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Vitamin D

Don’t count on the sun. Although sunshine is the main source of vitamin D, you can’t expect sun to be your primary source in all seasons of the year. Many factors may sabotage your ability to make vitamin D from exposure of the skin to the ultraviolet B (UVB) radiation of the sun.

Sunscreen blocks the production of vitamin D. If your skin is darker, the pigment acts as a natural sunscreen; it takes longer sun exposure to make vitamin D. Aging with thinning of the skin is another factor.

Eat vitamin D-rich foods. Unfortunately, few foods contain vitamin D. The highest natural sources are fatty fish like wild salmon, halibut, and sardines.

Vitamin D Foods

Approximate Content USDA

Food Serving Size Amount IU International Units
Salmon sockeye 3 ounces 447
Tuna canned in oil 3 ounces 229
Halibut 3 ounces 196
Sardines with bone 3 ounces 164
Tuna yellowfin 3 ounces  96
Egg large 1 41
Mushrooms shitake 1 cup cooked 41

Some cereals, breads, and orange juices are types of foods that may be fortified with vitamin D. All milk is fortified but not all milk products are fortified with vitamin D.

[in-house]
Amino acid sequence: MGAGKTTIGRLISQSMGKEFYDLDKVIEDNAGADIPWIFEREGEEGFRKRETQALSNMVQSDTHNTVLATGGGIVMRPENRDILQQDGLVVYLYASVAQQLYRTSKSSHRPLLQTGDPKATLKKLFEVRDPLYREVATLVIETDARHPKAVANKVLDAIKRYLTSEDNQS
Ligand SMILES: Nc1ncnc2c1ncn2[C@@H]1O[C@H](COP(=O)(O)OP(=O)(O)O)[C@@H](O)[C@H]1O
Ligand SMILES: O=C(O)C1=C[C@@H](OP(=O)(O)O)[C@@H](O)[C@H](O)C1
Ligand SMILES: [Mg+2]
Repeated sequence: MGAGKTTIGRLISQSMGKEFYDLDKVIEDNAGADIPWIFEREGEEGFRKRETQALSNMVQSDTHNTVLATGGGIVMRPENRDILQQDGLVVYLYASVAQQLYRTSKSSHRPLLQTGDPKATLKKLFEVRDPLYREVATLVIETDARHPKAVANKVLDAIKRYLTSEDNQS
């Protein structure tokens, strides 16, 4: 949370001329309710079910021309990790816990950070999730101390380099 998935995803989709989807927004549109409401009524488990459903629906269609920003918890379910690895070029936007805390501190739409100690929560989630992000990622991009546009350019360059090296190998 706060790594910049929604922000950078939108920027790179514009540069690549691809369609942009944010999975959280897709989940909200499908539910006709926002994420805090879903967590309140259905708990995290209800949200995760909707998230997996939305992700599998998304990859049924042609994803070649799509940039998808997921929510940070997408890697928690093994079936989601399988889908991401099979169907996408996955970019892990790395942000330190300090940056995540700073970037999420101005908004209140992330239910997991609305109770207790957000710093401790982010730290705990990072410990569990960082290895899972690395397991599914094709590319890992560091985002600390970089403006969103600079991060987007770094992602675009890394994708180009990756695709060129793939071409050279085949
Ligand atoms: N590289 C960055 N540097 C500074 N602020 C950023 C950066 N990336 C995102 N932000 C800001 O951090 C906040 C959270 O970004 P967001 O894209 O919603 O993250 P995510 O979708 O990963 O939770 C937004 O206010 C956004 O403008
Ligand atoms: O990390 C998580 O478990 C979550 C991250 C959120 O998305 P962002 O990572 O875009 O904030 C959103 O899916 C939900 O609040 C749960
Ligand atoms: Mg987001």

It is not easy to get to your recommend amount of vitamin D from your diet alone.

Check “Nutrition Facts.” Vitamin D on food labels is given as % Daily Value or DV. The daily value for vitamin D is 400 IU (International Units). Multiply the percent by 4 for the amount in IUs. For example, a one cup serving of milk is 25%, which would be 100 IUs.

Ensure adequate vitamin D status with supplements. The amount of vitamin D needed is hotly debated. Refer to the chart for the latest general recommendations.

Vitamin D Recommended Daily Intakes

2010 Institute of Medicine

Agein years Amount in IU Upper Levelin IU
0-.5 400 1000
.5-1 400 1500
1-3 600 2500
4-8 600 3000
9-70 600 4000
71+ 800 4000

However, your individual needs may vary. In general, taking 1000 to 2000 IUs a day provides adequate vitamin D status. Talk with your doctor about checking a vitamin D level to be sure.